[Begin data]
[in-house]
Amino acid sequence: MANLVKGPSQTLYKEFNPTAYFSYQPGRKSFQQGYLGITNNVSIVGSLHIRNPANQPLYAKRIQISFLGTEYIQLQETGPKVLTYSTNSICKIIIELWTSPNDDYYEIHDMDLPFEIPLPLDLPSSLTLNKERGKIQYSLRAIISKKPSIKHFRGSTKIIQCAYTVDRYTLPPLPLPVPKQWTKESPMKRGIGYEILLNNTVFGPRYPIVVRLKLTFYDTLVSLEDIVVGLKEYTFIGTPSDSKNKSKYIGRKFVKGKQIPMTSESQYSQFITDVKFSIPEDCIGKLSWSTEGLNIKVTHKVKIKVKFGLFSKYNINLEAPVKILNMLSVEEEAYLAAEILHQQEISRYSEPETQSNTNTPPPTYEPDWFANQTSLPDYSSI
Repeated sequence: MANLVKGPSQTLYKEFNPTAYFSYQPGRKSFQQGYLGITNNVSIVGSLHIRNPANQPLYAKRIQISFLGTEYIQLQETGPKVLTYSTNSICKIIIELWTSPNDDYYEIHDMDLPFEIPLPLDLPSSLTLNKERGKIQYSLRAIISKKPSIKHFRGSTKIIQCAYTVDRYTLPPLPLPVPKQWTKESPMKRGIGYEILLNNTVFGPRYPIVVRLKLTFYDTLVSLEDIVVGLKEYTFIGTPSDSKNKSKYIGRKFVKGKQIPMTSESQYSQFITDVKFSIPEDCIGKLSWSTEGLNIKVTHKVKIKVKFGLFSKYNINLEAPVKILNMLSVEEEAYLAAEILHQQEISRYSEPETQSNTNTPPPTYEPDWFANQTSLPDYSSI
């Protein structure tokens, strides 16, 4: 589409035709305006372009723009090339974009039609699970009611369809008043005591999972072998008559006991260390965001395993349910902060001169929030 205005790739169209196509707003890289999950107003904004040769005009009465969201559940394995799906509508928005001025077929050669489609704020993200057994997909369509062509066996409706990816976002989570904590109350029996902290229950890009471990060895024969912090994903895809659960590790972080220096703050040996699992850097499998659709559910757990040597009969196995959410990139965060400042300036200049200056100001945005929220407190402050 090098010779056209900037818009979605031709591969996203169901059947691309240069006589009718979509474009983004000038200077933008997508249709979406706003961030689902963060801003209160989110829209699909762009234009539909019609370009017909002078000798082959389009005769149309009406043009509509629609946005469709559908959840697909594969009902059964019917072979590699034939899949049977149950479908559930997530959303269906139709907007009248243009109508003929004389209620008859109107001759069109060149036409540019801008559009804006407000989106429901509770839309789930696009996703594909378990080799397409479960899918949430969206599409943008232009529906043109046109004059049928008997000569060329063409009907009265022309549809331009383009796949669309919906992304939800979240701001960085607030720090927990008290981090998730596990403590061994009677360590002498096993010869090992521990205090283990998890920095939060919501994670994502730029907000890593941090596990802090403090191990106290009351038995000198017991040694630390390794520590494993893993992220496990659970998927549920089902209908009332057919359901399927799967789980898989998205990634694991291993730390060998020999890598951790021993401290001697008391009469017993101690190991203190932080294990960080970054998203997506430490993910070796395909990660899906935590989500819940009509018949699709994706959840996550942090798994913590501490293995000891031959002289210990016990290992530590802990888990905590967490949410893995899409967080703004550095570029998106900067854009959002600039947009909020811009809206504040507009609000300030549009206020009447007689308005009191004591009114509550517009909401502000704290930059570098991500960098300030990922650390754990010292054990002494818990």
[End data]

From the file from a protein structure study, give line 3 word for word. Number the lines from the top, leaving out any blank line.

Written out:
Repeated sequence: MANLVKGPSQTLYKEFNPTAYFSYQPGRKSFQQGYLGITNNVSIVGSLHIRNPANQPLYAKRIQISFLGTEYIQLQETGPKVLTYSTNSICKIIIELWTSPNDDYYEIHDMDLPFEIPLPLDLPSSLTLNKERGKIQYSLRAIISKKPSIKHFRGSTKIIQCAYTVDRYTLPPLPLPVPKQWTKESPMKRGIGYEILLNNTVFGPRYPIVVRLKLTFYDTLVSLEDIVVGLKEYTFIGTPSDSKNKSKYIGRKFVKGKQIPMTSESQYSQFITDVKFSIPEDCIGKLSWSTEGLNIKVTHKVKIKVKFGLFSKYNINLEAPVKILNMLSVEEEAYLAAEILHQQEISRYSEPETQSNTNTPPPTYEPDWFANQTSLPDYSSI